The city is spending about $9 million on the EHR software, and expects to "break even" on its investment by 2015 or 2016 through improved process efficiencies, better coordinated patient care, and improvements in "charge capture" for the services provided to patients, said Gordon Zeis, Philadelphia's EHR program manager.
While the facilities currently use electronic systems for lab and pharmacy processes, the new e-health record system will replace paper charts and manual work currently used for recording patients' clinical information at the city's prisons and also its health clinics, which typically provide care for low income and uninsured patients, Zeis said in an interview.
Annually, the health clinics in total care for about 100,000 patients during 324,000 encounters and the correctional facilities provide care for about 40,000 patients, Zeis said.
In addition to the EHRs, the city also plans to roll out eClinicalWorks Electronic Health eXchange software to facilitate the exchange of patient data among those participating facilities, and perhaps eventually with clinicians at other healthcare organizations with patients' consent, Zeis said.
But before the city healthcare and correctional facilities can exchange patient data with other healthcare providers such as area hospitals, "there are many legal issues that need to be worked out first, such as patient consent, " he said. In addition, "funding is always an issue, too."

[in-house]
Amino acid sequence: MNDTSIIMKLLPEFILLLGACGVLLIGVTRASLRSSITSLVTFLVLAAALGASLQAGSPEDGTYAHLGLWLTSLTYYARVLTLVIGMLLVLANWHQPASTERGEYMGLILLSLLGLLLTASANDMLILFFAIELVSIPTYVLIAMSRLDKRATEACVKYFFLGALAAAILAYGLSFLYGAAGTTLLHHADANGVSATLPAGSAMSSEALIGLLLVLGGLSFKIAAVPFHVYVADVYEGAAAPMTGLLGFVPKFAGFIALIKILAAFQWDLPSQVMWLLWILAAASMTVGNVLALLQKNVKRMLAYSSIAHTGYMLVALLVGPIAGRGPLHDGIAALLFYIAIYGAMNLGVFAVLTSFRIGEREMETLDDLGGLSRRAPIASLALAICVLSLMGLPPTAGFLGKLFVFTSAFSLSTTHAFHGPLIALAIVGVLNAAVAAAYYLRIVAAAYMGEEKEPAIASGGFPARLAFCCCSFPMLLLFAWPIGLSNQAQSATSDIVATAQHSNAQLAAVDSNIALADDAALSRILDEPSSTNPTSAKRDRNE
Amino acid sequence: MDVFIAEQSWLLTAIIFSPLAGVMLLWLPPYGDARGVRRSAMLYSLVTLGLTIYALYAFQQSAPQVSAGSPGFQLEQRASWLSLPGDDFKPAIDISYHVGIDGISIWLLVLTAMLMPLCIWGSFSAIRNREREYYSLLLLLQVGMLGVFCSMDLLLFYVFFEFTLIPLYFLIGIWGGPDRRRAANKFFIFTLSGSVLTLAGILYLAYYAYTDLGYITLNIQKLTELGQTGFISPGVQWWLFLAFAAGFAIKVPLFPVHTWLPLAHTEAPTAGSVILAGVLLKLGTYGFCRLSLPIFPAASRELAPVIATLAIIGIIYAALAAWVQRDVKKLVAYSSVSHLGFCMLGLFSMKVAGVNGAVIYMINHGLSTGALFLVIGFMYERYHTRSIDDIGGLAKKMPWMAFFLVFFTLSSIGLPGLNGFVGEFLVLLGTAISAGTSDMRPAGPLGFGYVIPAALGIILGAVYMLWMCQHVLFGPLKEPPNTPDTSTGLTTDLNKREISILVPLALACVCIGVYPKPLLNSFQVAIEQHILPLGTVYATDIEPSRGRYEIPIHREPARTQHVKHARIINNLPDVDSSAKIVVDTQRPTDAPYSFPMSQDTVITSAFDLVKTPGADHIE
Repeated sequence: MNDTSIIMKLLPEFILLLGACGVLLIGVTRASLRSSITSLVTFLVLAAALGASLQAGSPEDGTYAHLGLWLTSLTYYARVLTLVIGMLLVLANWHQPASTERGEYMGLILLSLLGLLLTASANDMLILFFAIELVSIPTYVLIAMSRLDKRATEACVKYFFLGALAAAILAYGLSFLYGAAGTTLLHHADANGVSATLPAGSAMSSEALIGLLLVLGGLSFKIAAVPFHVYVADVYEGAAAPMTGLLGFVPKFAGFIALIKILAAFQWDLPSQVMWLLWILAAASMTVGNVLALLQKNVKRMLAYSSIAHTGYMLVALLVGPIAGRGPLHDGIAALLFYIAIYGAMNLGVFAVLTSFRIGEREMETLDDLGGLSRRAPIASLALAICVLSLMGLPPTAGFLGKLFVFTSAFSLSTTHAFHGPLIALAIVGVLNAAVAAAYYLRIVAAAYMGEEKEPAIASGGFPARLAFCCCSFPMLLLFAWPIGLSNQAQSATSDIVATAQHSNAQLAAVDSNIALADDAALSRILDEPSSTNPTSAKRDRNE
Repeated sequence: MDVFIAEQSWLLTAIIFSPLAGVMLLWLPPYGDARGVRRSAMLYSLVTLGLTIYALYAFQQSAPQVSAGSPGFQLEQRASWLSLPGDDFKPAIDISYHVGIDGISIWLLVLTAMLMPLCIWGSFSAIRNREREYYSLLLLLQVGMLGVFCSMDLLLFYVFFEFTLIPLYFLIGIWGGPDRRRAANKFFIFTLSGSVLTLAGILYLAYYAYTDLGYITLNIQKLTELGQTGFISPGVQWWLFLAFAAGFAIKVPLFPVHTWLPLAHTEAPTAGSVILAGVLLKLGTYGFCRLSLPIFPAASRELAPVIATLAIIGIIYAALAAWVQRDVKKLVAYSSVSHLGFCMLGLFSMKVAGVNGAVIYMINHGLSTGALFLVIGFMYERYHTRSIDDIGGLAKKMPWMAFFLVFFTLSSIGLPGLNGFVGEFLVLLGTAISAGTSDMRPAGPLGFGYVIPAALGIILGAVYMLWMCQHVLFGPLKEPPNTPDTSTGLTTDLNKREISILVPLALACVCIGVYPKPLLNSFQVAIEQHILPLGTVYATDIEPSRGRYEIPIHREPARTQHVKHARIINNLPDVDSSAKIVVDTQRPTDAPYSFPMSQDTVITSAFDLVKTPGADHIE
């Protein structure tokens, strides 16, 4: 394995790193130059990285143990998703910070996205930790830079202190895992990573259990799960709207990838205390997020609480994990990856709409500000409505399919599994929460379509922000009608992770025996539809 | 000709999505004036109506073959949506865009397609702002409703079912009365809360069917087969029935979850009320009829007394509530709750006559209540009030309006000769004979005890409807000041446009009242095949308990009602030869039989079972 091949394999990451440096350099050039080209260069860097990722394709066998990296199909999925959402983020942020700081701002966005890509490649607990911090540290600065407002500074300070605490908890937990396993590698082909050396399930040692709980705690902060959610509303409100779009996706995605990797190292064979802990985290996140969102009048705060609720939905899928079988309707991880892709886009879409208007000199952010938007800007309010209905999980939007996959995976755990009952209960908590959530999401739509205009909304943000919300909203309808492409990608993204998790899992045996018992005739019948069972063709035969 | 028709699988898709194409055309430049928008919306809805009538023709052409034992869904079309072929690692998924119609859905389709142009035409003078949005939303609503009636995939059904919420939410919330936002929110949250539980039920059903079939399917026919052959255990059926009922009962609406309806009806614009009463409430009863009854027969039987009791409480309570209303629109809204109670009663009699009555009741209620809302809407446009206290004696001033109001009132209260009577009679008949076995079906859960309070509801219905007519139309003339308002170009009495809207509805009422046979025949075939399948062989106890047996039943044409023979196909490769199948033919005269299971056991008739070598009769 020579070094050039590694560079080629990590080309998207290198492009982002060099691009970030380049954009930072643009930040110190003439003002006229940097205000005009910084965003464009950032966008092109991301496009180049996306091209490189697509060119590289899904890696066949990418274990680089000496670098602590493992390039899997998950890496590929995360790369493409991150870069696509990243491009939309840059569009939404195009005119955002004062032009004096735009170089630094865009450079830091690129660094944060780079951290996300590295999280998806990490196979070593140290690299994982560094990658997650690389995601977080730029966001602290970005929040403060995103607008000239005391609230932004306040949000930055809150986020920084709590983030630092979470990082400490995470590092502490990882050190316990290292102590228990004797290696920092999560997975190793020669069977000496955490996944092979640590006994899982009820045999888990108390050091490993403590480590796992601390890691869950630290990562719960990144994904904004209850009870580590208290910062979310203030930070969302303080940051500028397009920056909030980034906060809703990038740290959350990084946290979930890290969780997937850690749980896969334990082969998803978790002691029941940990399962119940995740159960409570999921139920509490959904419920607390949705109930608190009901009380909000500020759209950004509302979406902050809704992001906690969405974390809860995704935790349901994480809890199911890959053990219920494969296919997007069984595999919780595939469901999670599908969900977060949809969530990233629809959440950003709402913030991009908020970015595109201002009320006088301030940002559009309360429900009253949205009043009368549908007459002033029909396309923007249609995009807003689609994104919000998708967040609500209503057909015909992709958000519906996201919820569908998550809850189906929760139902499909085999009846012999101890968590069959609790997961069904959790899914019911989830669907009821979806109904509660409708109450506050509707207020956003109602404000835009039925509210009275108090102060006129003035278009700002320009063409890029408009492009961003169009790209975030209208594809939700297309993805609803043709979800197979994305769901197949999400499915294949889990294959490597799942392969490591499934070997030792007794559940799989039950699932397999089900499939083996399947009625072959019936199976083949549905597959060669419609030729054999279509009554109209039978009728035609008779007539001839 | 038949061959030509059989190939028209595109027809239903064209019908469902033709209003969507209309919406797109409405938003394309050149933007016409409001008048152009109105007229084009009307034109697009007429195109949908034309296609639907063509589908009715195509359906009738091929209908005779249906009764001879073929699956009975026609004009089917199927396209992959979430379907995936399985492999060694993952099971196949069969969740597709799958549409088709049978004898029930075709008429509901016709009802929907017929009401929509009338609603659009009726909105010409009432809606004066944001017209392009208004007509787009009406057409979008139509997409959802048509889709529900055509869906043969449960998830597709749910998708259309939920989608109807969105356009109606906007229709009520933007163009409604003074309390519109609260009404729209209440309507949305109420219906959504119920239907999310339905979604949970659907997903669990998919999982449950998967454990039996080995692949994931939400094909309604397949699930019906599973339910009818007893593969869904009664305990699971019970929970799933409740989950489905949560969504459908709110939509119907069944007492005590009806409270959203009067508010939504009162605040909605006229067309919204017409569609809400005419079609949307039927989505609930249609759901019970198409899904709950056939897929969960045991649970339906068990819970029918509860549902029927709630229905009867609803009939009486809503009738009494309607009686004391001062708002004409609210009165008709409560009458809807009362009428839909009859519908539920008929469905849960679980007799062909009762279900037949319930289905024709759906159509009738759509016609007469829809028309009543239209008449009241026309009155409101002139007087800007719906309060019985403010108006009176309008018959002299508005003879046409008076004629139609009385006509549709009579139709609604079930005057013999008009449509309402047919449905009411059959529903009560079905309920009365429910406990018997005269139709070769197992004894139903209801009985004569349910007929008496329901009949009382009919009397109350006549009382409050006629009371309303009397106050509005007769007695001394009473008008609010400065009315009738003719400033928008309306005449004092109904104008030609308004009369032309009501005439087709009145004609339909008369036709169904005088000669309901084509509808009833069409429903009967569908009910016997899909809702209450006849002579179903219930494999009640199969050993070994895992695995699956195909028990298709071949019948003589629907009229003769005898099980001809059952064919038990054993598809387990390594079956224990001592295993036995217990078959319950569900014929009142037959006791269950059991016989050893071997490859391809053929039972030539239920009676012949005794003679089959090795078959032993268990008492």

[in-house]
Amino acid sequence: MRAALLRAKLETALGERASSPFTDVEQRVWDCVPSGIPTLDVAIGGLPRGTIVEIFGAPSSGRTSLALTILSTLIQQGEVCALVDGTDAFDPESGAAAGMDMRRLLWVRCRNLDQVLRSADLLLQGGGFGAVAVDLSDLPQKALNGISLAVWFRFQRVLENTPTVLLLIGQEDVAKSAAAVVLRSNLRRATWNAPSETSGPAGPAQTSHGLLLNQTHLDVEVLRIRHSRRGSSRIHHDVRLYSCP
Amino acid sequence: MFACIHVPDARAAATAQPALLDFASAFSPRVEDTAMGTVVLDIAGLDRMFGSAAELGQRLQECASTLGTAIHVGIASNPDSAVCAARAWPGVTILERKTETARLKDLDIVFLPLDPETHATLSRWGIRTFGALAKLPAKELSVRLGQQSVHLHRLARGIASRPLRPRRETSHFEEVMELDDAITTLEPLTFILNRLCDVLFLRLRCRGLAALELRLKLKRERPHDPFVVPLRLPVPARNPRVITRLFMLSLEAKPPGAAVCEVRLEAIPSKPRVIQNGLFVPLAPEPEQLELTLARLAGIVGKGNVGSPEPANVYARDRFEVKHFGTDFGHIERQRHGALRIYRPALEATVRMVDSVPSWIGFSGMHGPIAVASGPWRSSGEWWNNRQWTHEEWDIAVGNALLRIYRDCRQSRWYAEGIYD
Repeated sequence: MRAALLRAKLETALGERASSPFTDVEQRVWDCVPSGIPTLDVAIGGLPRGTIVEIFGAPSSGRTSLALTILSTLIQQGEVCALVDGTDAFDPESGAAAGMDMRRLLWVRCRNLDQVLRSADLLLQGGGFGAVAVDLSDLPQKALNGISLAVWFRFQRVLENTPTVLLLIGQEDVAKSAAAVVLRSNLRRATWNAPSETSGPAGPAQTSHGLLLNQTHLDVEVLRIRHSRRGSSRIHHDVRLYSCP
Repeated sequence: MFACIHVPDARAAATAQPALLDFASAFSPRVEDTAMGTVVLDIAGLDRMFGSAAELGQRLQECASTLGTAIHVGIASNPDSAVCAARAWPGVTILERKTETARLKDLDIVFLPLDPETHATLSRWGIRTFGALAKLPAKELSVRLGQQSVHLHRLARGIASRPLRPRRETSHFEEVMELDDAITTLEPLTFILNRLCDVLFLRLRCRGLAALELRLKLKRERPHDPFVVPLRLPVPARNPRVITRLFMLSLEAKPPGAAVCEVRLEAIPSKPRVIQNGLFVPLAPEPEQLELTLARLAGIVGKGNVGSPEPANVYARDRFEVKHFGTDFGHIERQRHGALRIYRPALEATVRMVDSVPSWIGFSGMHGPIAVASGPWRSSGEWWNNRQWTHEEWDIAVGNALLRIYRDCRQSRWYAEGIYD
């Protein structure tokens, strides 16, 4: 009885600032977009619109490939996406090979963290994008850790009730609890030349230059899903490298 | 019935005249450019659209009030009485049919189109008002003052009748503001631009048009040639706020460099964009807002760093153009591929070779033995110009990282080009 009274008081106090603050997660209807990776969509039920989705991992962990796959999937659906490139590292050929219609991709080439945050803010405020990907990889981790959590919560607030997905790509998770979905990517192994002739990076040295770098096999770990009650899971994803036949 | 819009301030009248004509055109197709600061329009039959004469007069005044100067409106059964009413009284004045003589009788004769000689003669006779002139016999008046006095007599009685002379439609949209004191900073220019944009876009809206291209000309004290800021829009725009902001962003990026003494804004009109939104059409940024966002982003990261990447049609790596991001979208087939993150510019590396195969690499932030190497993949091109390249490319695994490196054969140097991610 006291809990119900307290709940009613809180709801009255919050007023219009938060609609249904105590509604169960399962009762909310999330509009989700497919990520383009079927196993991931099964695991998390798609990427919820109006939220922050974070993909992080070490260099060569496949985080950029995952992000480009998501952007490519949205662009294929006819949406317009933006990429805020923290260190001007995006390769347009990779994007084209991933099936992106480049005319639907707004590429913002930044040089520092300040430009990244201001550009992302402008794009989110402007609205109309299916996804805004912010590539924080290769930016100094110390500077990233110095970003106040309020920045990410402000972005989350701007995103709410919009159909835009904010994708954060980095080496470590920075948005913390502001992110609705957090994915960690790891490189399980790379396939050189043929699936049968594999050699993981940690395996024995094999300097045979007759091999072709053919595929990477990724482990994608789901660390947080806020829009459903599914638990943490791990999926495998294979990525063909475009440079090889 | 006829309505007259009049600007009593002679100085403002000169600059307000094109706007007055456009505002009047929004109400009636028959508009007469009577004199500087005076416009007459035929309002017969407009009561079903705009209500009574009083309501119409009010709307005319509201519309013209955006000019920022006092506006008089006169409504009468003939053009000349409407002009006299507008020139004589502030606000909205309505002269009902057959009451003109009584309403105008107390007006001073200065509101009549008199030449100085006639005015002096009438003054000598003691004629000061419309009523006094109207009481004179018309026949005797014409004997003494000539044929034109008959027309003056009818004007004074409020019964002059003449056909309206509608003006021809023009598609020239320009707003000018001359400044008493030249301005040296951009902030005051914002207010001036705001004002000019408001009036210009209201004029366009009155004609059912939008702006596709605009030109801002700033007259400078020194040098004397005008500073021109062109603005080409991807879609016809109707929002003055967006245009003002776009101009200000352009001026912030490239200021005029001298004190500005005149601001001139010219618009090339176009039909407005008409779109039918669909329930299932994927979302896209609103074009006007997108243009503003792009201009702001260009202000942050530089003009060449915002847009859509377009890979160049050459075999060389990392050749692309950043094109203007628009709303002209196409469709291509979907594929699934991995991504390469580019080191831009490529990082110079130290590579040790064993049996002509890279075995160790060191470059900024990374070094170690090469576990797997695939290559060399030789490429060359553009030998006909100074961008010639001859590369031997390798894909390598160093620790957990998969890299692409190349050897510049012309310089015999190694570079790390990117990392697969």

"This is a large undertaking so we've divided it up into manageable portions--four stages," said Zeis.
"Stage 1 will establish functionality in women's correctional facilities for the clinical module, scheduling and ambulatory health centers for the practice management module, as well as one health center for the clinical module," he said. Stage 2 rolls the functionality out to remaining corrections facilities and ambulatory health centers. Stages 3 and 4 move further in the larger public health structures and throughout the city and state, he said. "My high-level estimate is about a year each stage," he said.
Software is being hosted externally in a HITECH Level 2 certified facility with secure high-speed transmission protocols in place.
When the implementation is completed, the new system will also help the city formulate new public health policies, such as preventive and wellness programs.
For instance, through analysis of patient data, the city could possibly identify zip codes where pregnant women tend not to receive all their recommended pre-natal care, and implement communication efforts, outreach, or other programs to counter that trend.
"If we can use the information to help deliver pre-natal care, it could improve outcomes" of new babies who might otherwise require critical and expensive neonatal hospital care, he said.
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